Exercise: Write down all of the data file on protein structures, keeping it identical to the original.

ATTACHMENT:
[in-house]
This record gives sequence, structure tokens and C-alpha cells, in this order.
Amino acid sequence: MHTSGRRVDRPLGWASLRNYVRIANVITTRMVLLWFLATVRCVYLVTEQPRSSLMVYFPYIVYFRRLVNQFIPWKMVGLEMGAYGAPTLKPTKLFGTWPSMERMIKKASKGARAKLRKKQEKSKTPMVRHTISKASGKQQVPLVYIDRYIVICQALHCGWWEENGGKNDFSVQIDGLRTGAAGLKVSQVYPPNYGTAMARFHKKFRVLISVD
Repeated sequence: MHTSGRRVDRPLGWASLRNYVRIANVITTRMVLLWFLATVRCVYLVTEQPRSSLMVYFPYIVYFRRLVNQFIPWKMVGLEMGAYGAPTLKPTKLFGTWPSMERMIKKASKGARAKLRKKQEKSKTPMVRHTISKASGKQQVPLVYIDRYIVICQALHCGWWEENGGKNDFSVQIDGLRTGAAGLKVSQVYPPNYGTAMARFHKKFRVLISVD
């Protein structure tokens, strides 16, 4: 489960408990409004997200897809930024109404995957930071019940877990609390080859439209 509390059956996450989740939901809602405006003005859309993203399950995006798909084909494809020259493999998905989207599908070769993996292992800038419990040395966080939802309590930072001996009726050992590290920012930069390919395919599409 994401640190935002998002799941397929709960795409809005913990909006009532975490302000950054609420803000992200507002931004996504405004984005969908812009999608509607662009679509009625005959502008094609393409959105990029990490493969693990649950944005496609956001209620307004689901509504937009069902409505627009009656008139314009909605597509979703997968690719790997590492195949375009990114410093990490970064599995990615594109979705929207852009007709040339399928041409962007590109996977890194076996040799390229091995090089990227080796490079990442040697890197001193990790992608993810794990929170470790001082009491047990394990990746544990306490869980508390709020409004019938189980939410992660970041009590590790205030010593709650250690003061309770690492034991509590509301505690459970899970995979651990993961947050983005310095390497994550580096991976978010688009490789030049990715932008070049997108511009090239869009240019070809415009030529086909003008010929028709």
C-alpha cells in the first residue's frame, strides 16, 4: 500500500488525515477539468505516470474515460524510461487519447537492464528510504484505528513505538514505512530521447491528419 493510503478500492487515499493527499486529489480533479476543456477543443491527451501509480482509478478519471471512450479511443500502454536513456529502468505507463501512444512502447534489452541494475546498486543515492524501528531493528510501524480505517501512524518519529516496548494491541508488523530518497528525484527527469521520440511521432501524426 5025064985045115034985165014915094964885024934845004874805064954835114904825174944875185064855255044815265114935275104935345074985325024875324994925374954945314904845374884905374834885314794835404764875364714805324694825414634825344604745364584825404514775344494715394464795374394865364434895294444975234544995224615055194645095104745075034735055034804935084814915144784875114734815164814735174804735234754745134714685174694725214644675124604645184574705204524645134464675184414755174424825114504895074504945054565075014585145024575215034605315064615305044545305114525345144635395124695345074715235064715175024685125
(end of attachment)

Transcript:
[in-house]
This record gives sequence, structure tokens and C-alpha cells, in this order.
Amino acid sequence: MHTSGRRVDRPLGWASLRNYVRIANVITTRMVLLWFLATVRCVYLVTEQPRSSLMVYFPYIVYFRRLVNQFIPWKMVGLEMGAYGAPTLKPTKLFGTWPSMERMIKKASKGARAKLRKKQEKSKTPMVRHTISKASGKQQVPLVYIDRYIVICQALHCGWWEENGGKNDFSVQIDGLRTGAAGLKVSQVYPPNYGTAMARFHKKFRVLISVD
Repeated sequence: MHTSGRRVDRPLGWASLRNYVRIANVITTRMVLLWFLATVRCVYLVTEQPRSSLMVYFPYIVYFRRLVNQFIPWKMVGLEMGAYGAPTLKPTKLFGTWPSMERMIKKASKGARAKLRKKQEKSKTPMVRHTISKASGKQQVPLVYIDRYIVICQALHCGWWEENGGKNDFSVQIDGLRTGAAGLKVSQVYPPNYGTAMARFHKKFRVLISVD
């Protein structure tokens, strides 16, 4: 489960408990409004997200897809930024109404995957930071019940877990609390080859439209 509390059956996450989740939901809602405006003005859309993203399950995006798909084909494809020259493999998905989207599908070769993996292992800038419990040395966080939802309590930072001996009726050992590290920012930069390919395919599409 994401640190935002998002799941397929709960795409809005913990909006009532975490302000950054609420803000992200507002931004996504405004984005969908812009999608509607662009679509009625005959502008094609393409959105990029990490493969693990649950944005496609956001209620307004689901509504937009069902409505627009009656008139314009909605597509979703997968690719790997590492195949375009990114410093990490970064599995990615594109979705929207852009007709040339399928041409962007590109996977890194076996040799390229091995090089990227080796490079990442040697890197001193990790992608993810794990929170470790001082009491047990394990990746544990306490869980508390709020409004019938189980939410992660970041009590590790205030010593709650250690003061309770690492034991509590509301505690459970899970995979651990993961947050983005310095390497994550580096991976978010688009490789030049990715932008070049997108511009090239869009240019070809415009030529086909003008010929028709």
C-alpha cells in the first residue's frame, strides 16, 4: 500500500488525515477539468505516470474515460524510461487519447537492464528510504484505528513505538514505512530521447491528419 493510503478500492487515499493527499486529489480533479476543456477543443491527451501509480482509478478519471471512450479511443500502454536513456529502468505507463501512444512502447534489452541494475546498486543515492524501528531493528510501524480505517501512524518519529516496548494491541508488523530518497528525484527527469521520440511521432501524426 5025064985045115034985165014915094964885024934845004874805064954835114904825174944875185064855255044815265114935275104935345074985325024875324994925374954945314904845374884905374834885314794835404764875364714805324694825414634825344604745364584825404514775344494715394464795374394865364434895294444975234544995224615055194645095104745075034735055034804935084814915144784875114734815164814735174804735234754745134714685174694725214644675124604645184574705204524645134464675184414755174424825114504895074504945054565075014585145024575215034605315064615305044545305114525345144635395124695345074715235064715175024685125